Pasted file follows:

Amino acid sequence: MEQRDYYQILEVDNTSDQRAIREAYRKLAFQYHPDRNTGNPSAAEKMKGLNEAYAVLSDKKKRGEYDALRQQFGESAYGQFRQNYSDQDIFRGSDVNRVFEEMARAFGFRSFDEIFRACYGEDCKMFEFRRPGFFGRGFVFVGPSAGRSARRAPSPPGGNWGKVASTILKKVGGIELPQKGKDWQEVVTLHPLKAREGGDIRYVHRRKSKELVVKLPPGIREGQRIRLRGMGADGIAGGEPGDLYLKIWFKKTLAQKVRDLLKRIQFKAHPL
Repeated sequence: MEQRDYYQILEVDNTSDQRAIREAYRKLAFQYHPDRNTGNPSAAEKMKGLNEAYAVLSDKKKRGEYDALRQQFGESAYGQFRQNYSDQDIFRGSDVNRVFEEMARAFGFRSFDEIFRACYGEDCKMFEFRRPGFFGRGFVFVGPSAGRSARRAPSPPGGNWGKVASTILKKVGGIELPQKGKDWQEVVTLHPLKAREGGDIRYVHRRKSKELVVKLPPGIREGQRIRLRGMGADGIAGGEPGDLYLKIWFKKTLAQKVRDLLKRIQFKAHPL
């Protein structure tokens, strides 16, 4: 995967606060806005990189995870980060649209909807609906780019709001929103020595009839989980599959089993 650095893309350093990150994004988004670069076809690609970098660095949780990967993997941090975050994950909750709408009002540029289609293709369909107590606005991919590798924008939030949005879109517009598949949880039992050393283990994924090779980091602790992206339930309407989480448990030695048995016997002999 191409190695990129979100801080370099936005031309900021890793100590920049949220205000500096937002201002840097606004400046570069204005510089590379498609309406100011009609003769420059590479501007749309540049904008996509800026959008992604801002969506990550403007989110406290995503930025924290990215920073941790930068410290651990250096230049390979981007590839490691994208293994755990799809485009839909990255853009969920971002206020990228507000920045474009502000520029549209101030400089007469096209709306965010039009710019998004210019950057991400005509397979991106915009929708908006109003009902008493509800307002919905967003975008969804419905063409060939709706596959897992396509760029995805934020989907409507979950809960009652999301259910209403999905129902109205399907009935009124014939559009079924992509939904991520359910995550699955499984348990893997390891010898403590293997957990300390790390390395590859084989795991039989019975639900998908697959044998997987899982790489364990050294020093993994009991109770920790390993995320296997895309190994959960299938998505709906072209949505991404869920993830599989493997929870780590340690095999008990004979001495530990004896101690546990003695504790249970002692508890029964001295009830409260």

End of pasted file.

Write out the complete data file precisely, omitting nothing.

Amino acid sequence: MEQRDYYQILEVDNTSDQRAIREAYRKLAFQYHPDRNTGNPSAAEKMKGLNEAYAVLSDKKKRGEYDALRQQFGESAYGQFRQNYSDQDIFRGSDVNRVFEEMARAFGFRSFDEIFRACYGEDCKMFEFRRPGFFGRGFVFVGPSAGRSARRAPSPPGGNWGKVASTILKKVGGIELPQKGKDWQEVVTLHPLKAREGGDIRYVHRRKSKELVVKLPPGIREGQRIRLRGMGADGIAGGEPGDLYLKIWFKKTLAQKVRDLLKRIQFKAHPL
Repeated sequence: MEQRDYYQILEVDNTSDQRAIREAYRKLAFQYHPDRNTGNPSAAEKMKGLNEAYAVLSDKKKRGEYDALRQQFGESAYGQFRQNYSDQDIFRGSDVNRVFEEMARAFGFRSFDEIFRACYGEDCKMFEFRRPGFFGRGFVFVGPSAGRSARRAPSPPGGNWGKVASTILKKVGGIELPQKGKDWQEVVTLHPLKAREGGDIRYVHRRKSKELVVKLPPGIREGQRIRLRGMGADGIAGGEPGDLYLKIWFKKTLAQKVRDLLKRIQFKAHPL
């Protein structure tokens, strides 16, 4: 995967606060806005990189995870980060649209909807609906780019709001929103020595009839989980599959089993 650095893309350093990150994004988004670069076809690609970098660095949780990967993997941090975050994950909750709408009002540029289609293709369909107590606005991919590798924008939030949005879109517009598949949880039992050393283990994924090779980091602790992206339930309407989480448990030695048995016997002999 191409190695990129979100801080370099936005031309900021890793100590920049949220205000500096937002201002840097606004400046570069204005510089590379498609309406100011009609003769420059590479501007749309540049904008996509800026959008992604801002969506990550403007989110406290995503930025924290990215920073941790930068410290651990250096230049390979981007590839490691994208293994755990799809485009839909990255853009969920971002206020990228507000920045474009502000520029549209101030400089007469096209709306965010039009710019998004210019950057991400005509397979991106915009929708908006109003009902008493509800307002919905967003975008969804419905063409060939709706596959897992396509760029995805934020989907409507979950809960009652999301259910209403999905129902109205399907009935009124014939559009079924992509939904991520359910995550699955499984348990893997390891010898403590293997957990300390790390390395590859084989795991039989019975639900998908697959044998997987899982790489364990050294020093993994009991109770920790390993995320296997895309190994959960299938998505709906072209949505991404869920993830599989493997929870780590340690095999008990004979001495530990004896101690546990003695504790249970002692508890029964001295009830409260």